I’m currently writing this review in the past but it’s linked to the future because both are happening at the same time in the present and if that’s confusing welcome to the world of Tenet!
I’m not gonna go into too much detail with the synopsis here mostly because this movie has been so mysterious for so long and what with theaters being closed (thanks corona!), not everyone has been able to see it in a timely manner. So long story short, the plot follows an unnamed CIA Agent (John David Washington) who sets off on a journey with his handler, Neil (Robert Pattinson), to figure out how to stop a world ending catastrophe that is a result of a bad guy who just wants to do bad things. Crazy time related shenanigans ensue.
What struck me right off the bat with Tenet was, as usual, how good it looks cinematically. Coming from Christopher Nolan, a director that has more than one successful blockbuster, original IP and sequel under his belt, it’s of no surprise that more than anything else, this film is a technical masterpiece. Whether it be the admittedly confusing yet beautiful way he shows the way time inversion works, to the truly unforgettable hand to hand combat scenes that need to be seen to be believed, Nolan outdid himself in a lot of ways with this one, but at the same time shot himself in the foot on more than one occasion.
The script, for what it brings to the table as an idea and how it acts as a coherent story, is more of a hit or miss kind of experience. The plot is solid enough to warrant genuine interest but the execution feels way off compared to Nolan’s fairly similar and superior film, Inception. And for a movie that clocks in at two and a half hours, the entire story, character development and scene-to-scene flow felt rushed and unlike Nolan who usually takes his time to nurture both the story and characters swept up in it. To make matters worse, I honestly could not understand a lot of dialogue being thrown about in this film, mostly because Nolan is notorious for his muddy dialogue mixing, and while it usually isn’t that big a deal if you just pay attention enough, this film relies so heavily on exposition and Nolan’s patented way of writing dialogue that a lot gets lost in the shuffle.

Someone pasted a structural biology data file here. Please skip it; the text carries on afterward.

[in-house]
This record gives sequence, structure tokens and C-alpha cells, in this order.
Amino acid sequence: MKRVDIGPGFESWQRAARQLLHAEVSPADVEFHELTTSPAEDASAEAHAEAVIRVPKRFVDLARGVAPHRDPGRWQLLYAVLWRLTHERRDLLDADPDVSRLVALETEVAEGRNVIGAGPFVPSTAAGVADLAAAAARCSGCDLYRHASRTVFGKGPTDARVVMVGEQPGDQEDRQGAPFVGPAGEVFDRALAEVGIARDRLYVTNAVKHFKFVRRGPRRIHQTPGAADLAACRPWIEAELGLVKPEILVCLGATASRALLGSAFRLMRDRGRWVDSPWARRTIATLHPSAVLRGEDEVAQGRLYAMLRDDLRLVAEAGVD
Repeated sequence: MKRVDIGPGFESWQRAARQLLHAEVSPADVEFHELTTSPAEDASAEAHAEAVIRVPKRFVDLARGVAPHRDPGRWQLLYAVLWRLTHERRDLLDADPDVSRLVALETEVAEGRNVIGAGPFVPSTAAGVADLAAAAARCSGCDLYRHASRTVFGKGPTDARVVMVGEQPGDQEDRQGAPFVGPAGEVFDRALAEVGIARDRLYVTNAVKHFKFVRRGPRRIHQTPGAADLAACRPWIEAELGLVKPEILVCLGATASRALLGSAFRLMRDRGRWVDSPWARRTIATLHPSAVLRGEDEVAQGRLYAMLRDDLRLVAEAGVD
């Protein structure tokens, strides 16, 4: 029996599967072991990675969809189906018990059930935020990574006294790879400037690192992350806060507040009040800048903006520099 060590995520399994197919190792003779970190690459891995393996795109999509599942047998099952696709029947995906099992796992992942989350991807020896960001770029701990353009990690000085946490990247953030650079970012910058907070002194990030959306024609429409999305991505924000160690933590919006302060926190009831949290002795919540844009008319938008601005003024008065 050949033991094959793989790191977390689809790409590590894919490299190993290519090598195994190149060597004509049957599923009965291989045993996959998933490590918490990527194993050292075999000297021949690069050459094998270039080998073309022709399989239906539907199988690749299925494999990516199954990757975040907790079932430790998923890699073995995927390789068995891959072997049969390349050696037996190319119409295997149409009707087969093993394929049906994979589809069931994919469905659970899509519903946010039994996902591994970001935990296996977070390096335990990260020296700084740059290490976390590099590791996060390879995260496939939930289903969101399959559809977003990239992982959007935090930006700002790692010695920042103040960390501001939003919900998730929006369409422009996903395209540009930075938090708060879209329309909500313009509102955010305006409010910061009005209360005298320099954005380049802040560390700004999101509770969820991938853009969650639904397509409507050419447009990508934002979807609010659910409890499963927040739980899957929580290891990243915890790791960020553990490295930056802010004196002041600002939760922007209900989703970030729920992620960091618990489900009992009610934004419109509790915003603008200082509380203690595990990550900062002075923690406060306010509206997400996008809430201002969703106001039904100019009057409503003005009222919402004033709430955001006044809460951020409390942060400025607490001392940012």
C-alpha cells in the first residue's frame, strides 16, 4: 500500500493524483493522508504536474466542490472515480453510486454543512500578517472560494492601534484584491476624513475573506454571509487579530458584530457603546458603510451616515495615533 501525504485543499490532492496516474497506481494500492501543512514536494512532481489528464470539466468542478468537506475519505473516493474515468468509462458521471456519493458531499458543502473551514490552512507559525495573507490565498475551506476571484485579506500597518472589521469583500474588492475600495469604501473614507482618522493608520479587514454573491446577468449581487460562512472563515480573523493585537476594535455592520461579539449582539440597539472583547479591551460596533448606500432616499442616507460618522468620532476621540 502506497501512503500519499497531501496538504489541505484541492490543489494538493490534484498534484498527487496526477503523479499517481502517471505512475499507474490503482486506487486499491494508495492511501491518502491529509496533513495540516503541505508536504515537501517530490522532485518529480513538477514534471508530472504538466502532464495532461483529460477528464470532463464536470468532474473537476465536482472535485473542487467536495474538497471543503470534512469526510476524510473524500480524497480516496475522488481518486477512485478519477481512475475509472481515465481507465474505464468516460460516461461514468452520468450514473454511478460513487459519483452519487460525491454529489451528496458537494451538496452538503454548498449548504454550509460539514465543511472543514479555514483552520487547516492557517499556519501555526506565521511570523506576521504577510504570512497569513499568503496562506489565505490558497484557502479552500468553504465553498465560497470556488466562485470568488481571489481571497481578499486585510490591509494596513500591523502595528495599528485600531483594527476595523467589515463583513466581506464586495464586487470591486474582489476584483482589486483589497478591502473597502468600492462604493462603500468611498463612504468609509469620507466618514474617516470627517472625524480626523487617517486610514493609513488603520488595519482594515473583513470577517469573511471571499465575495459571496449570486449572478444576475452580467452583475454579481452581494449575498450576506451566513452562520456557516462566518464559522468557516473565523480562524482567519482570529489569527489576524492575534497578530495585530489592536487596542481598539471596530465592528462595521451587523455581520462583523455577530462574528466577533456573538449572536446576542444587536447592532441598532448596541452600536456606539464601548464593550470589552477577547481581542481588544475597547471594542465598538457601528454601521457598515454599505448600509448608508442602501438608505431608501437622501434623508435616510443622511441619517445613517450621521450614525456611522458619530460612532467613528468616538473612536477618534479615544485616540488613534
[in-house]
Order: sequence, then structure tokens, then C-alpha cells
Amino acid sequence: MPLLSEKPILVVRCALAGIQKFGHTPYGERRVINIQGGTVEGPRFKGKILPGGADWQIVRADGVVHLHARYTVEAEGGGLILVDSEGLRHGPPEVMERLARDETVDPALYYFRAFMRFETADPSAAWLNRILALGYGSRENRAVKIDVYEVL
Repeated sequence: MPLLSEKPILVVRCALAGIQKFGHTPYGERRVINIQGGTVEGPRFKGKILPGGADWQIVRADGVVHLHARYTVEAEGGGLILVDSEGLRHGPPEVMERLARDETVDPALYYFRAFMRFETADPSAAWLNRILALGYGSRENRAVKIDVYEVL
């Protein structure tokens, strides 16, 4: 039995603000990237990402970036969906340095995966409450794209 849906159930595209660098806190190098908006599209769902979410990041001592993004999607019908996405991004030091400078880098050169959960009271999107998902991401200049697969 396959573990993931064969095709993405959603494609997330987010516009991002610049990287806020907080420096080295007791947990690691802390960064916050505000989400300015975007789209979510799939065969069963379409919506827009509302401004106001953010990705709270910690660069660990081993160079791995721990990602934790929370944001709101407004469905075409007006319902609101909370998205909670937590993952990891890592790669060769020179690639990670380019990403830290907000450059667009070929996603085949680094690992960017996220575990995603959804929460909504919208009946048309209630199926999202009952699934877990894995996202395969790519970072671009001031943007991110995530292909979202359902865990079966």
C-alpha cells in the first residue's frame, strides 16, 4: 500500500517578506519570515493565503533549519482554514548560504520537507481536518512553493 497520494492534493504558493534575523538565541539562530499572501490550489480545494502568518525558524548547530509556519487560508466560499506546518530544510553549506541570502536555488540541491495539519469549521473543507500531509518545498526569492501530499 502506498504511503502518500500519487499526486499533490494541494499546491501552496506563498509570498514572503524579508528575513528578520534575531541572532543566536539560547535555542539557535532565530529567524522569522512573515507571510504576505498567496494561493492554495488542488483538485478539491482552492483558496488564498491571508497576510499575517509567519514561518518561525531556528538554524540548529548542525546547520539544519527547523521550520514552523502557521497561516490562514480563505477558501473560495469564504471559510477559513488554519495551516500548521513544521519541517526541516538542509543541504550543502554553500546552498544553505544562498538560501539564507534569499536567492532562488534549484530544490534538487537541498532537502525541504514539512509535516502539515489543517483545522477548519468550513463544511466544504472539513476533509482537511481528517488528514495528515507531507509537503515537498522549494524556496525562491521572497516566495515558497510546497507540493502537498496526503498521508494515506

This means that the more the characters talk, the less I’m focusing on what they’re saying because I’m quite literally trying to figure out what they’re saying. It’s such a sticking point with this film that I wish that I could see it a second time just to make sure all my assumptions about what I saw are real and valid. I feel like I might be giving this one a bit of a harsh review based on this aspect alone, yet it’s so entwined with the entire movie watching experience that I’d be remiss not to knock the final product because of it. In either instance, this film almost feels like it needed a full eight-episode season to get across what it was trying to cram into a fraction of that time, so maybe Nolan’s new frontier lies in a limited series where he can stretch his wild ideas into a more manageable framework.
Regardless of my thoughts on this film, I love me some Christopher Nolan, but with his continued stubbornness in the muddy dialogue department and a script that inherently needs more exposition than Inception ever did, Tenet is a film that I want to like more than I did. A second viewing (with subtitles) is absolutely imperative before I can truly appreciate what the filmmakers were going for, and although I was happy with finally being able to see it on the big screen before it becomes available at home, I think this one got away from the film that it truly wanted to be.